San Francisco, CA

74United Food & Commercial Workers International Union (Amicus curiae)
Represented by Scott A. Kronland
Altshuler Berzon et al.
177 Post Street, Suite 300
San Francisco, CA

75Yan, Yamin (Amicus curiae)
Represented by David Pallack
SFV Neigborhood Legal Services
13327 Van Nuys Boulevard
Pacoima, CA

76Zhang, Yao (Amicus curiae)
Represented by David Pallack
SFV Neigborhood Legal Services
13327 Van Nuys Boulevard
Pacoima, CA

77California Rural Legal Assistance Inc. (Pub/Depublication Requestor)
Represented by Blanca A. Banuelos
California Rural Legal Assistance, Inc.
20 N. Sutter, Suite 203
Stockton, CA


Opinion Authors
OpinionJustice Joyce L. Kennard
ConcurJustice Kathryn M. Werdegar

Disposition
Jun 29 2009Opinion: Affirmed

Dockets
Apr 9 2007Petition for review filed
Petitioners, Amalgamated Transit Union, Local 1756, et. al. by counsel, Scott M. DeNardo.
Apr 9 2007Record requested
Apr 9 2007Received Court of Appeal record
Apr 23 2007Request for depublication (petition for review pending)
Calif. Rural Legal Assistance, Inc., non-party
Apr 30 2007Request for depublication filed (another request pending)
AFL-CIO Service Employees Union, non-party Scott Kronland, counsel
May 29 2007Time extended to grant or deny review
The time for granting or denying review in the above-entitled matter is hereby extended to and including July 6, 2007, or the date upon which review is either granted or denied.
Jun 20 2007Petition for review granted (civil case)
Votes: George, C.J., Kennard, Baxter, Werdegar, Chin, Moreno, and Corrigan, JJ.
Jul 2 2007Certification of interested entities or persons filed
Amalgamated Transit Union, petitioner
Jul 5 2007Certification of interested entities or persons filed
Laidlaw Transit, RPI
Jul 9 2007Certification of interested entities or persons filed
ATC / Vancom, Real Party in Interest by Torey Favarote, counsel
Jul 9 2007Received:
Amended proof of service ATC/Vancom, Real Party in Interest by Torey Favarote, counsel
Jul 11 2007Request for extension of time filed
Petitioners requesting a 30-day extension to and including August 20, 2007, to file petitioner's opening brief on the merits.
Jul 12 2007Certification of interested entities or persons filed
First Transit, Inc., Real Party in Interest by Kurt W. Kampe, counsel
Jul 17 2007Extension of time granted
On application of petitioner and good cause appearing, it is ordered that the time to serve and file petitioner's opening brief on the merits is hereby extended to and including August 20, 2007.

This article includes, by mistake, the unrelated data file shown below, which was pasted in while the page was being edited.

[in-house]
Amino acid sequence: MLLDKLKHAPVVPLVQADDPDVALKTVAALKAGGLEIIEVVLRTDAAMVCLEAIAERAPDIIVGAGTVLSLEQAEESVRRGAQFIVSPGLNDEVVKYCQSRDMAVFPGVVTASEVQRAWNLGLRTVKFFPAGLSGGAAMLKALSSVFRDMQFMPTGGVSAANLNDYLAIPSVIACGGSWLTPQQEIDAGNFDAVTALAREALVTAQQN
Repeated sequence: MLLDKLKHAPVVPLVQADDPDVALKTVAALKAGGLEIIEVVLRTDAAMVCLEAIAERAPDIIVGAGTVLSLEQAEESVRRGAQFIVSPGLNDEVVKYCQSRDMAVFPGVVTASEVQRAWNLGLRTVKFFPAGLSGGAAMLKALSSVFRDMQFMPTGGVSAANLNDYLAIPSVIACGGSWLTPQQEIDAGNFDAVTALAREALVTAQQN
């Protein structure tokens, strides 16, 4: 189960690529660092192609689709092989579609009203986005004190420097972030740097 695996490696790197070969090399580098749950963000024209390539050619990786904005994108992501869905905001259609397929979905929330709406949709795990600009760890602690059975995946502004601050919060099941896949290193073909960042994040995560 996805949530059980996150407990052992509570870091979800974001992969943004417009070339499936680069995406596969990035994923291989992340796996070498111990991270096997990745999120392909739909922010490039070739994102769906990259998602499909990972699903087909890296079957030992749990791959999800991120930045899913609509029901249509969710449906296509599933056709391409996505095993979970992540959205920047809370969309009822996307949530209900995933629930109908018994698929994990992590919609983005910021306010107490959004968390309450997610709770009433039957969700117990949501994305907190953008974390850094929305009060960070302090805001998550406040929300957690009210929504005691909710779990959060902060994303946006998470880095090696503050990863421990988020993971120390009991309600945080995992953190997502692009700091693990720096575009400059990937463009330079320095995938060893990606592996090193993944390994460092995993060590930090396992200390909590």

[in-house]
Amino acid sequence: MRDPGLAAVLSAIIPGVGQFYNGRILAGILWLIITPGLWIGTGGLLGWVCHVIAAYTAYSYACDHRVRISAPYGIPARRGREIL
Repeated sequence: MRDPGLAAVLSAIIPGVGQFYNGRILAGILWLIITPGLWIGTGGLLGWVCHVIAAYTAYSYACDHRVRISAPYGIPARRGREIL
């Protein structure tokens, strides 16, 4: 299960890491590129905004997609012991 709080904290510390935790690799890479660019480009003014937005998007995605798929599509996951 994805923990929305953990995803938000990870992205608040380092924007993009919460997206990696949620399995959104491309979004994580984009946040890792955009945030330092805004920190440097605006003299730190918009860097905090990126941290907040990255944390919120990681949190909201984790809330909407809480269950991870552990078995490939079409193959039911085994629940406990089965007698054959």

Aug 20 2007Opening brief on the merits filed
Amalgamated Transit Union, et al, petitioners John Anderson, counsel
Sep 7 2007Request for extension of time filed
to file answer brief/merits to 10-19-07 Real Party Progressive Transportation Services, Inc. Attorney Rachel Salvin, etal
Sep 11 2007Received application to file Amicus Curiae Brief
Heat & Frost Insulators Local 16, Plumbers & Steamfitters Locals 159 & 393 and Plasterers Local 200 in support of petitioners John Davis, Paul More, counsel
Sep 11 2007Extension of time granted
On application of real party in interest Progressive Transportation Services and good cause appearing, it is ordered that the time to serve and file the answer brief on the merits is extended to and including October 19, 2007.
Sep 12 2007Request for extension of time filed
for RPI Laidlaw Transit Services to file the answer brief on the merits, to 10/19/07.
Sep 13 2007Request for extension of time filed
for RPI ATC/Vancom. Inc. to file the answer brief on the merits, to 10/19/07.
Sep 13 2007Request for extension of time filed
answer brief/merits to 10-19-07 Real Party First Transit, Inc. Attorney K.W. Kampe, III
Sep 19 2007Extension of time granted
On application of real party in interest Laidlaw Transit Services and good cause appearing, it is ordered that the time to serve and file the answer brief on the merits is extended to and including October 19, 2007.
Sep 19 2007Permission to file amicus curiae brief granted
The application of Heat and Frost Insulators Local 16, et al. for permission to file an amicus curiae brief in support of petitioners is hereby granted. An answer thereto may be served and filed by any party within twenty days of the filing of the brief.
Sep 24 2007Extension of time granted
On application of real party in interest First Transit, Inc. and good cause appearing, it is ordered that the time to serve and file the answer brief on the merits is extended to and including October 19, 2007.
Sep 24 2007Extension of time granted
On application of real party in interest ATC/Vancom, Inc. and good cause appearing, it is ordered that the time to serve and file the answer brief on the merits is extended to and including October 19, 2007.
Oct 19 2007Answer brief on the merits filed